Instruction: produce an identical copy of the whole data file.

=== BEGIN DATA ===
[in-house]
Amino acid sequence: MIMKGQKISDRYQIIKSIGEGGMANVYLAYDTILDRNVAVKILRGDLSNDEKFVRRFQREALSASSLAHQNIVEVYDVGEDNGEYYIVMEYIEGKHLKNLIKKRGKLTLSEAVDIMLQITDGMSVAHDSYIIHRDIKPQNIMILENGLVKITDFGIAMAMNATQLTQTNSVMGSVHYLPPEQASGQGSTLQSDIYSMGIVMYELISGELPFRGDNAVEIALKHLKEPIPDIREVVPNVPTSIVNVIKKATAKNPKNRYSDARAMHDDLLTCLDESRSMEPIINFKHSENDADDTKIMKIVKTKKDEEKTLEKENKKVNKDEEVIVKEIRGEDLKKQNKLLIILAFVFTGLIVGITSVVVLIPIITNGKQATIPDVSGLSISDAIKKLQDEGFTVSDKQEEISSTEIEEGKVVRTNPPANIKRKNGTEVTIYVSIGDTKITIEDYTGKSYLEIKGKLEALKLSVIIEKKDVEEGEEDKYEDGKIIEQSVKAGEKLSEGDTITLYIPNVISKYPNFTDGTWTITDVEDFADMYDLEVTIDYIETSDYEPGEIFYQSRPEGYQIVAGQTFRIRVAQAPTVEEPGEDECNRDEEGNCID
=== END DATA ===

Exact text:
[in-house]
Amino acid sequence: MIMKGQKISDRYQIIKSIGEGGMANVYLAYDTILDRNVAVKILRGDLSNDEKFVRRFQREALSASSLAHQNIVEVYDVGEDNGEYYIVMEYIEGKHLKNLIKKRGKLTLSEAVDIMLQITDGMSVAHDSYIIHRDIKPQNIMILENGLVKITDFGIAMAMNATQLTQTNSVMGSVHYLPPEQASGQGSTLQSDIYSMGIVMYELISGELPFRGDNAVEIALKHLKEPIPDIREVVPNVPTSIVNVIKKATAKNPKNRYSDARAMHDDLLTCLDESRSMEPIINFKHSENDADDTKIMKIVKTKKDEEKTLEKENKKVNKDEEVIVKEIRGEDLKKQNKLLIILAFVFTGLIVGITSVVVLIPIITNGKQATIPDVSGLSISDAIKKLQDEGFTVSDKQEEISSTEIEEGKVVRTNPPANIKRKNGTEVTIYVSIGDTKITIEDYTGKSYLEIKGKLEALKLSVIIEKKDVEEGEEDKYEDGKIIEQSVKAGEKLSEGDTITLYIPNVISKYPNFTDGTWTITDVEDFADMYDLEVTIDYIETSDYEPGEIFYQSRPEGYQIVAGQTFRIRVAQAPTVEEPGEDECNRDEEGNCID